Lanai’s The Lodge at Koele was recently recognized by Conde Nast Traveler as the Best Resort in Hawaii. // © 2013 Kenneth Shapiro
Maui’s island of Lanai was once nicknamed the Pineapple Island due to its history as a pineapple plantation. In recent years, the moniker has seemed appropriate for another reason, as a lack of investment was starting to make the island feel a bit rough around the edges, hiding the sweet essence at its core.
That seems to be changing, however, ever since the island was bought by technology billionaire Larry Ellison last June, and a series of announcements has brought new excitement to Lanai.
The Right People
One of the early moves that Ellison, through his new company Lanai Resorts, made after purchasing Lanai was bringing in Kurt Matsumoto to serve as chief operating officer of the island’s two Four Seasons resorts and all other business operations. Matsumoto has proven a popular choice among island residents. Not only is he a Hawaii hospitality industry veteran — having worked at Mauna Lani Bay Hotel & Bungalows and The Club at Kukuiula, among other properties — but a Lanai native as well. In fact, Matsumoto served as vice president of resorts and operations for the two Lanai properties and the two island golf courses before they were rebranded as Four Seasons entities.
Another recent personnel move has also proven popular. Ellison hired cultural historian and Lanai native Kepa Maly to serve as vice president of culture and historic preservation. Maly is the executive director of the Lanai Culture & Heritage Center, a nonprofit museum he helped establish.
Lanai Resorts told the Honolulu Advertiser that Maly will help create a plan for the island “that honors the rich cultural legacy of Lanai and ensures sustainable growth opportunities that will be respectful of the island, its history and its people.”
Many island residents felt that the previous owners of the island had no interest in cultural sensitivity, so the hiring of Maly indeed signals a positive change.
In addition to personnel moves, Ellison has won over residents with a focus on infrastructure improvements. Recent announcements indicate that Ellison intends to make a major investment in the tourism infrastructure of Lanai, including by opening a new resort.
The full list of future projects includes plans for building a new oceanfront hotel; expanding the Manele Bay property; adding a second airport runway; building a desalinization plant that could supply the island with fresh water; creating a sustainable solar energy plant; adding free electric car charging stations; re-establishing local commercial farms; attracting a university research center; and creating new healthcare facilities. Just last week, it was announced that Ellison will be buying local airline Island Air and increasing service.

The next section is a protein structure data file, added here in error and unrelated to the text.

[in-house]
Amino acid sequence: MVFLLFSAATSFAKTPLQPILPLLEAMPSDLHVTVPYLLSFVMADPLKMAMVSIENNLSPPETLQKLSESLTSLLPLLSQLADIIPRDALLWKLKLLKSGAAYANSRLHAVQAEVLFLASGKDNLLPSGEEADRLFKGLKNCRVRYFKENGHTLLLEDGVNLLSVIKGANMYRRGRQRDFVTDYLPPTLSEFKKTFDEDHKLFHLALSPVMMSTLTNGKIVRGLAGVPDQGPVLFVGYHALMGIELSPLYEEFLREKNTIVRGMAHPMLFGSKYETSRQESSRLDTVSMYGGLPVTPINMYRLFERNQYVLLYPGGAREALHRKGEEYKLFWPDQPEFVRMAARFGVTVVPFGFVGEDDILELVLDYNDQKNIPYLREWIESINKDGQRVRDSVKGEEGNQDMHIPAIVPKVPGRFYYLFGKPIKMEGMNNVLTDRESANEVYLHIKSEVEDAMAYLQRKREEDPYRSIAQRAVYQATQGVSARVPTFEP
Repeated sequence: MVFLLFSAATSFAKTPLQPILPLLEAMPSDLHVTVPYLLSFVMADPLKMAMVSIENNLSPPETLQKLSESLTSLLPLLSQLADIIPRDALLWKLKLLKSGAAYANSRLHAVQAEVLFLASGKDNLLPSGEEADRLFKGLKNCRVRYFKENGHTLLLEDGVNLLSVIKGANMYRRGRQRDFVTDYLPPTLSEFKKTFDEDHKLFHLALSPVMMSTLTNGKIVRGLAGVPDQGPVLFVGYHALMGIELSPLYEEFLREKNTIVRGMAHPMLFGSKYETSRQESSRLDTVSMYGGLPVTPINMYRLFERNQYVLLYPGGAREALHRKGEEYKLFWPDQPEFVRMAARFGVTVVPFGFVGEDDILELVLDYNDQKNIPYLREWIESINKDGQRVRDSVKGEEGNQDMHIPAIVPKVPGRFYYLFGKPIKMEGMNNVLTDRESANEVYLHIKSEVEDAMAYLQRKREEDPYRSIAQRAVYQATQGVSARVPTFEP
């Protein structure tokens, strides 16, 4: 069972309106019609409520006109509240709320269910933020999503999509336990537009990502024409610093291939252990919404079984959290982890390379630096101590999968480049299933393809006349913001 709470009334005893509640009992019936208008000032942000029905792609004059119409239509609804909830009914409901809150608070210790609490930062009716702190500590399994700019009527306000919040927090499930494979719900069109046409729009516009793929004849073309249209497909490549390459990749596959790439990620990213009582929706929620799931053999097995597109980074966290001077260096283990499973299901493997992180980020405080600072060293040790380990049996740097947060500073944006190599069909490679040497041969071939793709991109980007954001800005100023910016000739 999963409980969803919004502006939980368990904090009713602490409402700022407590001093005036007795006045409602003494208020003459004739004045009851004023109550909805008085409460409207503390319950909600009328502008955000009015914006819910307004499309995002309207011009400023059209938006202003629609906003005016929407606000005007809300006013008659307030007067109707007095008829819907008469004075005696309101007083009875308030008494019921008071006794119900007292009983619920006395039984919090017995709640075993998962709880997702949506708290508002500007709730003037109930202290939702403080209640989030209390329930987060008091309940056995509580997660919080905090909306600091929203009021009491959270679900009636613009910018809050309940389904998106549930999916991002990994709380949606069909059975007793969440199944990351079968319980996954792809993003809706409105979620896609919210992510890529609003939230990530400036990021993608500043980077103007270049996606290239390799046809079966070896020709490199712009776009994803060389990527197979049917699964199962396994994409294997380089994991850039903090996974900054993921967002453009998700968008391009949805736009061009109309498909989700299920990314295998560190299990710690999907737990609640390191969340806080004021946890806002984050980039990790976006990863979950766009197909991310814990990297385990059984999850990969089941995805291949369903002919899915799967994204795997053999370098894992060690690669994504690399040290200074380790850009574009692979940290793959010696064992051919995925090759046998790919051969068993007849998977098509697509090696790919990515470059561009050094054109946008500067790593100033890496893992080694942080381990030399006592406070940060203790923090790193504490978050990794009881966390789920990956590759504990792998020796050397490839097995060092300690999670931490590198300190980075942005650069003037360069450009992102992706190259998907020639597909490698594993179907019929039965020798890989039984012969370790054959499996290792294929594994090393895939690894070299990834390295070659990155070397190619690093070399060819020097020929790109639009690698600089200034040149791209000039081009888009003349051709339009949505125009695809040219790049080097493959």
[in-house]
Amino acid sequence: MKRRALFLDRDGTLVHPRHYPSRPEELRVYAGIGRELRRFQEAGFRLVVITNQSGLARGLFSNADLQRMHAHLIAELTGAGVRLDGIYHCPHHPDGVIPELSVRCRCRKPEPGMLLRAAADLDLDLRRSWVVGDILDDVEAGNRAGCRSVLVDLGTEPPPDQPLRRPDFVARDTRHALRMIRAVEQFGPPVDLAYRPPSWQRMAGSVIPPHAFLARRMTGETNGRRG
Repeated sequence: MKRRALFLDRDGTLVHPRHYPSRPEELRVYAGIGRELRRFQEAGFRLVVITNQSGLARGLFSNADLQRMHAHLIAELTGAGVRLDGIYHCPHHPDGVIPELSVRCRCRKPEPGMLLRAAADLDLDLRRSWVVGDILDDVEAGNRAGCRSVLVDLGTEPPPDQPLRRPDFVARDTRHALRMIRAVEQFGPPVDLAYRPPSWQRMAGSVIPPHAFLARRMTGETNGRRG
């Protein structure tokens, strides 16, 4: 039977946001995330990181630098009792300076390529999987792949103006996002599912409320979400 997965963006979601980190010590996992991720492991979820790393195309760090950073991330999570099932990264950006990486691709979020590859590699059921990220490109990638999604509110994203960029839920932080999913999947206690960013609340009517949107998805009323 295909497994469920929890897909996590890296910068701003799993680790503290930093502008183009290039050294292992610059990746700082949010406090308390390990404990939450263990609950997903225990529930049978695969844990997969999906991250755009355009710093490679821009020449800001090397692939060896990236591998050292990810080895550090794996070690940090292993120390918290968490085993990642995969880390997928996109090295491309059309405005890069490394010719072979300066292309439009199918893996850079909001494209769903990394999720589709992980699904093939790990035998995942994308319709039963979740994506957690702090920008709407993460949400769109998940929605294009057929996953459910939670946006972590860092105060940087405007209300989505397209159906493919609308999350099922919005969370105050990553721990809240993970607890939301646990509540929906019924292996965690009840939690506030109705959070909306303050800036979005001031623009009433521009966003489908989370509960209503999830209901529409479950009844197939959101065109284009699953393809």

While these projects are still in a very early phase, the location of the new oceanfront hotel is already established on the island’s eastern shore at the site of Club Lanai, a former day-trip destination. Plans would call for transforming the dilapidated Club Lanai site into a small resort hotel called Kahea Village. According to reports, work is already under way to clear the area.
Even while extensive plans are being laid out for future development on Lanai, the island’s two main properties are currently undergoing significant updates.
The most noteworthy change has taken place at the Four Seasons Resort Lanai at Manele Bay, which debuted a new restaurant by world-famous chef Nobu Matsuhisa. Called Nobu Lanai, the restaurant, which opened in January, showcases the chef’s signature Japanese cuisine. In addition to the main restaurant, Nobu Lanai features a casual poolside sushi bar as well.
Manele Bay also recently saw the opening of a new steak and seafood restaurant called One Forty (named after the ideal temperature for grilling a steak). Among other menu items, One Forty will feature prime wagyu beef along with fresh Hawaiian seafood.
At The Lodge at Koele, a new dining room menu features 100 percent local and sustainable farm-to-table cuisine celebrating native ingredients.
In addition to the dining changes, Manele Bay recently saw an upgrade to its decor — drawing on its Hawaiian location — as well as changes to its pool deck, lobby and lounges.
Travel agents will want to be aware of a promotion taking place at both island properties from now through April 1. Guests who book four nights at Manele Bay can get the fifth night free, while those who book two nights at the Lodge at Koele can get the third night free.
With all the current and future changes in store for Lanai, travel agents should expect to hear a lot more buzz from this small island in the months and years ahead. This is good news for agents and visitors looking for the next big thing in the islands.